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8 Signs It Is Time To Let Go

8 Signs It Is Time To Let Go

Letting go. What does that really mean? Does it mean that you lose something? Or gain something? Perhaps a little bit of both. There are probably many things (and people) in your life you should probably let go. It could be difficult people, your past, your stagnant job, your adult children, or your unrealized expectations for your life. But how do you know when – or if – the time is right? Here are eight things to remember when you think you might need to let go:

1. A person’s words and actions don’t match

So you thought you met the perfect romantic partner or the perfect friend. He or she might have “appeared” to be perfect for quite some time. But then somewhere along the way, you noticed his or her “perfect” facade was crumbling. He or she says one thing, but does something else. You can’t count on him or her. He or she exhausts and frustrates you. And he or she eventually becomes an “Energy Vampire” who sucks the life out of you. If this has happened to you with any people in your life, then it might be time to let them go.

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2. Someone always expects you to be someone you are not

Maybe your friend always wants you to go out and party with him or her, but you are more of a homebody. And if you are always doing what they want you to do, then you are repressing who you really are. Or maybe the guy you are dating expects you to be a stay-at-home mom if you get married, but you are more of a career woman. If you try to become something just because other people want you to live up to their expectations, then you won’t be happy. Stay true to yourself. Have conversations with them about it, but if you can’t come to a mutually satisfying agreement, then it could be time to let go.

3. You always feel like a victim

People who have a “victim-mentality” think life happens to them and they don’t have any personal power to change things. This could not be farther from the truth. There is always something you can do to make your life better – you just have to believe it. Even if it’s changing your viewpoint about the situation, that will change how you feel. But if you are in a situation or a relationship in which you are always feeling like a victim, then you are not in a supportive environment. And it might be time to let go.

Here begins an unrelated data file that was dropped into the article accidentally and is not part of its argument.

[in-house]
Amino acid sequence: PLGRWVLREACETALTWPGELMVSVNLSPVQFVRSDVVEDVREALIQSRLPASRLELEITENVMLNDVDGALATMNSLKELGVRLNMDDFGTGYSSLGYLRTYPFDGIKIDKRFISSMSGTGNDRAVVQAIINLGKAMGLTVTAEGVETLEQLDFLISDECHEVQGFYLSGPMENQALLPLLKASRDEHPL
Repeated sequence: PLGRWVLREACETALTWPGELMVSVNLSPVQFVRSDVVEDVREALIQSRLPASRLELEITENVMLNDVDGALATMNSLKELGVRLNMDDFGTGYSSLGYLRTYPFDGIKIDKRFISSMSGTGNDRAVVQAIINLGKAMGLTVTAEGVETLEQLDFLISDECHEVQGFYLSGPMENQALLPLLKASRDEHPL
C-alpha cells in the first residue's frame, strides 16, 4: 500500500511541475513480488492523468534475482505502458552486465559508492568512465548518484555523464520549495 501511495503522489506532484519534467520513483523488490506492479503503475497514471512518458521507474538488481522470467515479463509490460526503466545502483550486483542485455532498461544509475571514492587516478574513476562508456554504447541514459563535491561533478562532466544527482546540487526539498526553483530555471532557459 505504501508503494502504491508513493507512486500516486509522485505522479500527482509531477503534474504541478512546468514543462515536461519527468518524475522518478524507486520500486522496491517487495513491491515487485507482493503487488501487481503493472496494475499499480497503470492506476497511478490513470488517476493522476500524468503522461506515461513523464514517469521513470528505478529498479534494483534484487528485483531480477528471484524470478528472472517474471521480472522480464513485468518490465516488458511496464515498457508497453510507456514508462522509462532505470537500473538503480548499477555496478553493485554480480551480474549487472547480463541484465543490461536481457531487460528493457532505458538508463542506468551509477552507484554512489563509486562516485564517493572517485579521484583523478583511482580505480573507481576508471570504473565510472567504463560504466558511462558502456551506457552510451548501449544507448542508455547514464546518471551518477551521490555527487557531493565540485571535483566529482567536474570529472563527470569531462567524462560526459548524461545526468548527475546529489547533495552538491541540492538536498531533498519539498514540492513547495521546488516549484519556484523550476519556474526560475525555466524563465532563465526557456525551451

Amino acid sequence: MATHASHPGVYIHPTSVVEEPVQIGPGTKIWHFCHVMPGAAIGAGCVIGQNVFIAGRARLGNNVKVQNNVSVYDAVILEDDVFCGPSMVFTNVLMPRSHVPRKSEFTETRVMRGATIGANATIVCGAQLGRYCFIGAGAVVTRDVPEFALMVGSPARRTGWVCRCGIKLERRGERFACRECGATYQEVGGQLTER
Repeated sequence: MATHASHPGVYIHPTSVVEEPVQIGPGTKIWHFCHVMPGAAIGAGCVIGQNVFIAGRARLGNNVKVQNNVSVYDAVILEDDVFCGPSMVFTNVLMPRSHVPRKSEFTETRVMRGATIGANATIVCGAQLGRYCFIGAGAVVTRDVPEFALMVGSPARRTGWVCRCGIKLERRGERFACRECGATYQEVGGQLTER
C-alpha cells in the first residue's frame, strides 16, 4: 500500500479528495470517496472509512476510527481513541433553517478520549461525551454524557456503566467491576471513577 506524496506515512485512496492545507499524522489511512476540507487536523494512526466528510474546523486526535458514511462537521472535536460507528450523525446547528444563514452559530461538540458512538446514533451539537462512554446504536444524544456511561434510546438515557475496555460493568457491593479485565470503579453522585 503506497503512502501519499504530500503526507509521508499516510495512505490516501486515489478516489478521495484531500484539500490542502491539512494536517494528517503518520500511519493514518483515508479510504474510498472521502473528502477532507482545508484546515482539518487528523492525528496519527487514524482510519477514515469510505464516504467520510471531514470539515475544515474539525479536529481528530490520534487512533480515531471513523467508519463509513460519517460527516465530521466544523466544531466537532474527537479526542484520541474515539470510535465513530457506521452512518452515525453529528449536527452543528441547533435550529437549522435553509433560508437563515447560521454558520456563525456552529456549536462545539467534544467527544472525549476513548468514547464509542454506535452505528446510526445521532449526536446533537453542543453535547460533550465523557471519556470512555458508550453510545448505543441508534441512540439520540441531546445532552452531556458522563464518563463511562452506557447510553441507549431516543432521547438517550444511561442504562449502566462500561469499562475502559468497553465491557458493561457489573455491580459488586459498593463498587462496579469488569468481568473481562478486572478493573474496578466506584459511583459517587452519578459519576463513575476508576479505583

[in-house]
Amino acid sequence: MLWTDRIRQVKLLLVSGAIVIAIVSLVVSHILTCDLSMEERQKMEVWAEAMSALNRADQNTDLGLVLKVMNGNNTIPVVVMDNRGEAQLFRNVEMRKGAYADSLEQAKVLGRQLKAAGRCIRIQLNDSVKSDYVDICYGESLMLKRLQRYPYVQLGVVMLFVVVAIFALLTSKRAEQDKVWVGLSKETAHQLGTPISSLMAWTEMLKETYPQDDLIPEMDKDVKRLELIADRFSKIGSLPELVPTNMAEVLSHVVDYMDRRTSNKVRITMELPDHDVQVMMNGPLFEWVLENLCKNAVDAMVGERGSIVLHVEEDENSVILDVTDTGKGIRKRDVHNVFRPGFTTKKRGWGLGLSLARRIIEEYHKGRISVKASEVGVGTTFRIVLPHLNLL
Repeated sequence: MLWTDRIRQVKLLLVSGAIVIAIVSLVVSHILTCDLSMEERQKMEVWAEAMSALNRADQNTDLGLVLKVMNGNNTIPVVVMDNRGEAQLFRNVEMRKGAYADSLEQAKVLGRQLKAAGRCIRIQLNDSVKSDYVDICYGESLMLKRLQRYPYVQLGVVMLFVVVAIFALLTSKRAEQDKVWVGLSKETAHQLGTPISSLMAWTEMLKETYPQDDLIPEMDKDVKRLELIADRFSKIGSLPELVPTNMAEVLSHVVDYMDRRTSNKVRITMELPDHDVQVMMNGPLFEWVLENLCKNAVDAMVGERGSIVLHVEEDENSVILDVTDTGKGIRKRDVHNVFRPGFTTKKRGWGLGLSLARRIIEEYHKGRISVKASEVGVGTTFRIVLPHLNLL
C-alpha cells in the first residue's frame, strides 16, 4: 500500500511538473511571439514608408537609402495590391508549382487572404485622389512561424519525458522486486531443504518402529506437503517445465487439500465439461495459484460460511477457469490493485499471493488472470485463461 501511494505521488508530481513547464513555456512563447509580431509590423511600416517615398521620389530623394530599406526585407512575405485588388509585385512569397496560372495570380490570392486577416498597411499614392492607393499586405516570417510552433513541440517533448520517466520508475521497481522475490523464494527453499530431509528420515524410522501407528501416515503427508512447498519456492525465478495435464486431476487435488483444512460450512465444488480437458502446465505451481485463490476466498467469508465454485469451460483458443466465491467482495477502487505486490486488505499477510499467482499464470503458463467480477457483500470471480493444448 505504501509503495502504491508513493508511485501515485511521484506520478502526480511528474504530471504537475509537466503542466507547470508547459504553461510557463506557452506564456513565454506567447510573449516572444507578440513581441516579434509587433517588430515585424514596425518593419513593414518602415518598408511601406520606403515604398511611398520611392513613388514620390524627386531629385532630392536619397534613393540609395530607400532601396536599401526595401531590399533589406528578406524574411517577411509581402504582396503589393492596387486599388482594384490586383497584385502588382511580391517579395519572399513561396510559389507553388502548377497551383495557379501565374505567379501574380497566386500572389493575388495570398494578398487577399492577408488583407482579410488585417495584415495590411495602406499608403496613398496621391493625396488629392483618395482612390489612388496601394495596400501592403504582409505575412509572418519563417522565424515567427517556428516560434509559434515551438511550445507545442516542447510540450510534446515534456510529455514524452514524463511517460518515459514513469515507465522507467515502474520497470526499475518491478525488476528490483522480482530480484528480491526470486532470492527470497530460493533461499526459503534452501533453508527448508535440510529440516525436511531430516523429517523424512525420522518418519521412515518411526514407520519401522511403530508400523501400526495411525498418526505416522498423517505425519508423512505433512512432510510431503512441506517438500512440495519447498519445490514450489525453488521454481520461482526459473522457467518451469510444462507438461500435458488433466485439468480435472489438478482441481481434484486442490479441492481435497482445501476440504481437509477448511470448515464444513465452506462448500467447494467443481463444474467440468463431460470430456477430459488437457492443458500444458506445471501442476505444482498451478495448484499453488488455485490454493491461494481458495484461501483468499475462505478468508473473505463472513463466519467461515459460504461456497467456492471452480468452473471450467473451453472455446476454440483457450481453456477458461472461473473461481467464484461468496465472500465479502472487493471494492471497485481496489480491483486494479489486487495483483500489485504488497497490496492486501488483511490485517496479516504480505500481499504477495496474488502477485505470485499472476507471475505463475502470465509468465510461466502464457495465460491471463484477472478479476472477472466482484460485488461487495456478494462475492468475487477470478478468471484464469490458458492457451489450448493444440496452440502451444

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4. You are stuck too firmly in your comfort zone

Not everyone is an adrenaline-junkie. In fact, many people prefer to stay safe and sound in their comfort zone. It’s familiar, easy and doesn’t take much effort. But staying in your comfort zone leads to stagnation. Just like a pond that doesn’t move and grows algae because of it, so does your life. So if you see metaphorical algae growing in your life, then it might be time to move on. There is no growth in stagnation.

5. You constantly judge yourself or others for what happened in the past

You might be in a relationship or a situation in which one or more people wronged the other. If you keep holding on to resentment because of it, you are staying in a toxic environment. First, try to remove the resentment and judgement. But if you can’t seem to find a way to do that, then maybe it’s best to remove yourself from the situation altogether.

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6. You are not growing and changing for the better

This is similar to #4 and #5, but slightly different. If you pair up your comfort zone (habit) with a toxic situation, then you are not growing and changing for the better. The only thing worse than being stagnant is moving backwards and becoming a worse person. If you have turned into a person even you don’t like, then get out. Find a relationship or situation that brings out the best in you… not the worst in you.

7. You don’t like any current situation

There are many people who are literally addicted to their pain. It’s almost like it has become their identity and they would be lost without it. But that is no way to live. Life is meant to be happy. So if you’re not enjoying your current situation, then it is alright to let go! It’s okay to leave. Really, it is. You don’t have to stay for any reason (unless you are a parent, because then you need to stay for your child). But most other scenarios in life are optional.

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8. You are carrying around resentment

Carrying around resentment is like drinking poison hoping the other person will die. In other words, we think that not forgiving someone is going to “teach them a lesson.” So people hang on to their anger in hopes that other people will apologize and change their ways. But many times, the person who wronged you doesn’t even know you’re carrying around resentment. Or if they do, they may not care. So the only person you are really hurting is yourself. So it’s time to let go not only of the resentment, but the person or situation as well.

Letting go isn’t easy, but if you want to be happy, sometimes it’s necessary. So do yourself a favor – love yourself enough to let go. You will be better because of it.

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More by this author

Carol Morgan

Dr. Carol Morgan is the owner of HerSideHisSide.com, a communication professor, dating & relationship coach, TV personality, speaker, and author.